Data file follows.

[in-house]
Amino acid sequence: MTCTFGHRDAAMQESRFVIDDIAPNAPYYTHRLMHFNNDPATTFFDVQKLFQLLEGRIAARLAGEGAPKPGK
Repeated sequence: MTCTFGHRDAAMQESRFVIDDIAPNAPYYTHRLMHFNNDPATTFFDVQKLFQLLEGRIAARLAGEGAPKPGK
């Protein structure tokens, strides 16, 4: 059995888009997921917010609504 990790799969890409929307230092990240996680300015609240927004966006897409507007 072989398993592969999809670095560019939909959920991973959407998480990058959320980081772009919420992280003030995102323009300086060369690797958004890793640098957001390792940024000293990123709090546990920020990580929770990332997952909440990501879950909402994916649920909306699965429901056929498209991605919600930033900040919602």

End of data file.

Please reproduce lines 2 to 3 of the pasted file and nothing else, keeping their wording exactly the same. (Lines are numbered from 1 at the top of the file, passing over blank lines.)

Amino acid sequence: MTCTFGHRDAAMQESRFVIDDIAPNAPYYTHRLMHFNNDPATTFFDVQKLFQLLEGRIAARLAGEGAPKPGK
Repeated sequence: MTCTFGHRDAAMQESRFVIDDIAPNAPYYTHRLMHFNNDPATTFFDVQKLFQLLEGRIAARLAGEGAPKPGK